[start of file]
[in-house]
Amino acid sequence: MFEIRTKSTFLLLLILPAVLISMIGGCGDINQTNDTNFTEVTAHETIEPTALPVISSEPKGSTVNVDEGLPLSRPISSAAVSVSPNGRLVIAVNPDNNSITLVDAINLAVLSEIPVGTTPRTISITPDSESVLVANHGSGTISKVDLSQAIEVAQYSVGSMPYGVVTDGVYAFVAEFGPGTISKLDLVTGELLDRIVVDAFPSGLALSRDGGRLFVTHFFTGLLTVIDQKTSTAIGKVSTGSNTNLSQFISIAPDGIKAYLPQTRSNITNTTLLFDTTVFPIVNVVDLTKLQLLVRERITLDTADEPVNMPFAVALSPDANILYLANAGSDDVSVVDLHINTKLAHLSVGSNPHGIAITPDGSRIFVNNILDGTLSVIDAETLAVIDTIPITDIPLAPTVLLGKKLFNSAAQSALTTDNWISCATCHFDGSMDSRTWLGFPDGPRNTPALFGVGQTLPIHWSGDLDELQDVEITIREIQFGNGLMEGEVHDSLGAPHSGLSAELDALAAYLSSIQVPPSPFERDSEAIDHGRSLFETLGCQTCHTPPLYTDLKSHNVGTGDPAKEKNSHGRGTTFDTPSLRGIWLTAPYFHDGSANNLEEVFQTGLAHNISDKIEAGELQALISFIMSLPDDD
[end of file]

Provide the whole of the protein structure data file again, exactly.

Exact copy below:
[in-house]
Amino acid sequence: MFEIRTKSTFLLLLILPAVLISMIGGCGDINQTNDTNFTEVTAHETIEPTALPVISSEPKGSTVNVDEGLPLSRPISSAAVSVSPNGRLVIAVNPDNNSITLVDAINLAVLSEIPVGTTPRTISITPDSESVLVANHGSGTISKVDLSQAIEVAQYSVGSMPYGVVTDGVYAFVAEFGPGTISKLDLVTGELLDRIVVDAFPSGLALSRDGGRLFVTHFFTGLLTVIDQKTSTAIGKVSTGSNTNLSQFISIAPDGIKAYLPQTRSNITNTTLLFDTTVFPIVNVVDLTKLQLLVRERITLDTADEPVNMPFAVALSPDANILYLANAGSDDVSVVDLHINTKLAHLSVGSNPHGIAITPDGSRIFVNNILDGTLSVIDAETLAVIDTIPITDIPLAPTVLLGKKLFNSAAQSALTTDNWISCATCHFDGSMDSRTWLGFPDGPRNTPALFGVGQTLPIHWSGDLDELQDVEITIREIQFGNGLMEGEVHDSLGAPHSGLSAELDALAAYLSSIQVPPSPFERDSEAIDHGRSLFETLGCQTCHTPPLYTDLKSHNVGTGDPAKEKNSHGRGTTFDTPSLRGIWLTAPYFHDGSANNLEEVFQTGLAHNISDKIEAGELQALISFIMSLPDDD